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Iso Reporter
France Version française
Photos by MM text by MM. From the collection of MM. Last update 2012-02-24 par Eric Borel.

Manufactured or assembled in Italy from 1954 to (Circa) 1960.
Index of rarity in France: Rare (among non-specialized garage sales)
Inventory number: 2340

See the complete technical specifications
Chronology of cameras Iso 

Traduction de Manuel M

This Italian rangefinder camera, is, like the Super Duplex 120, of a exceptional level of manufacturing and completion. He represents a kind of synthesis between Contax and Leica, while preserving some elegance.

To examine it is a pleasure so much the details are carefully done. The black edgings on the front and around the windows are some of more beautiful effect. Just as the leathering on the serrated rollers of cocking and rewinding.

 The Reporter, like his almost twin brother, the Standard, derive both from the Bilux, appeared in 1950.

 The Reporter accepts the lenses of the brand to diameter 36. This specimen is equipped with a splendid coated 50 mm Iso Arion lens opened to 1.9. The back of the lens is also coated.

One 50 mm open to 2.8, with retracting mount was also available.

 The lens does not have focusing itself, this one being done by the advance of the screwmount, ordered, as on certain Contax, by a cogwheel.. Whereas Contax allow a locking of focusing only on the infinite, the reporter allows it at all distances, thanks to the locking button located on the left and at the bottom of the front. A black plate with marks of depth of field is located above the lens and reversed, so that it is readable from the top by the user.

Beyond the minimum distance of 1 m, the mounting ring of lens is engraved of a “tele” marking, of which I do not know the function, not having a telelens, nor the user manual of the camera (call to the contributors…)

 The rangefinder is coupled with the lens and the viewfinder, by image superposition system. There is also an adjustment of dioptric correction.

The back latch on the right of the viewfinder makes it possible to leave the eyepiece to adapt of them one whose view angle corresponds to the lens used. This is why it is marked 5 cm on this one, which corresponds to the focal distance of the lens.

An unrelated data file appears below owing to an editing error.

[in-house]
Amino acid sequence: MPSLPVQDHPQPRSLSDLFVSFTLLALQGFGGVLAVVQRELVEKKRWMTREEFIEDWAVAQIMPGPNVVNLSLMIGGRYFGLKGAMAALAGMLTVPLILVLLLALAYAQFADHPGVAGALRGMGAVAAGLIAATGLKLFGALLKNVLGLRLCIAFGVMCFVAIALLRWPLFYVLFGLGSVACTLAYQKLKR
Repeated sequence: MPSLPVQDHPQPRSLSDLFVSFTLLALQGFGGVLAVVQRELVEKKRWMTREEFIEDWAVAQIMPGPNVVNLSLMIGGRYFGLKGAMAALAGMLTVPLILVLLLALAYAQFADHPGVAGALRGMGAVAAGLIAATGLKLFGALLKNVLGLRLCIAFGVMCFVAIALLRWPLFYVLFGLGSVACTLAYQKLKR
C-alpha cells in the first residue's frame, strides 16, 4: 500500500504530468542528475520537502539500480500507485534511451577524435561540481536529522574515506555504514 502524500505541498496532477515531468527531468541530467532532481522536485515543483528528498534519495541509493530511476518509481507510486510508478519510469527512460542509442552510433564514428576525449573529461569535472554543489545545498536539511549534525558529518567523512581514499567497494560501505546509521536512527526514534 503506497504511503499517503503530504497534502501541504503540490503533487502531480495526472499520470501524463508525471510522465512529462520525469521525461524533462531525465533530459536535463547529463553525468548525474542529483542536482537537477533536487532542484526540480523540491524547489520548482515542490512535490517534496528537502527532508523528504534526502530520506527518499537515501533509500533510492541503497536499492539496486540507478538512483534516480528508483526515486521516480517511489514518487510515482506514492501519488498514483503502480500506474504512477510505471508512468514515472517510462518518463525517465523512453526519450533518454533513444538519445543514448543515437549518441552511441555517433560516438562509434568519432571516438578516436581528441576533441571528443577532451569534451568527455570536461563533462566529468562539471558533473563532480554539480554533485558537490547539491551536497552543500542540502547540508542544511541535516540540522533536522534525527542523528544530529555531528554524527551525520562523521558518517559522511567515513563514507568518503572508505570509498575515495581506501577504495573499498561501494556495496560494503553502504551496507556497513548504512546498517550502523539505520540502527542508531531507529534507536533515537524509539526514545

The focal plane shutter offer speeds reaching the 1/1000 second. The cocking can be done either classically by rotation of a serrated roller or, a more original way and especially faster, by a lever under the sole which is folded up when not in use. Two movements are necessary for the cocking. This system is similar to that of Leicavit or CanonVT.

 The round button near to the lever and marked from 1 to 10 is intended to synchronize the curtains of the shutter according to the various magnesic bulbs available at the time. The synchro-flash socket, located in front, also accepts the electronic flashes.

 The adjustment speeds is sophisticated enough.

 The pose T and of from the second to the 1/15 are carried out by position of the values in the window located in front of the shutter release, by means of the serrated roller at the back of the body. To reach at high speeds, as with the pose B, it is necessary to position the value over the 1/30 (in red), then to select the speed desired on the traditional serrated roller speeds.

 Two notches on the crown of the shutter release, as well as the partial rotatioon of this one let suppose a possibility of locking of release, but it seems inoperative on my specimen.

 And the ever-ready case? … What about the case? Well also is rather particular: the round side serrated roller on the bottom is used to fix a foot, but does not unscrew in a banal way to extract the camera. The extraction is done very easily per quarter of rotation of the central lever. The opposite way is followed for fixing. Ingenious, does not ?

 The nuts of foot located on the case and the camera itself are of different diameters.

What else?

The lower part of the case is not out of leather, but solid metal plate covered with a granit-like painting of the same colour than the leather.

 The camera does not have exposure meter, nor of self timer, but as for former Bugatti’s, one forgets certain details so much the rest is beautiful!

 The ISO Reporter was also manufactured by ISO for the company Hensoldt, partially held by Zeiss Ikon. It was renamed Henso Reporter with mention of the city of the head office of Hensoldt, Wetzlar. Except the name, nothing changes.

 It would seem that 1,000 to 1,500 specimens of ISO Reporter were produced only from 1954 to 1960, which makes of it a rarity now.

 The specimen presented would be, according to its serial number, the 124th manufactured. The number of the lens is rather close: 172.

Iso Reporter

Iso Reporter

Iso Reporter

Iso Reporter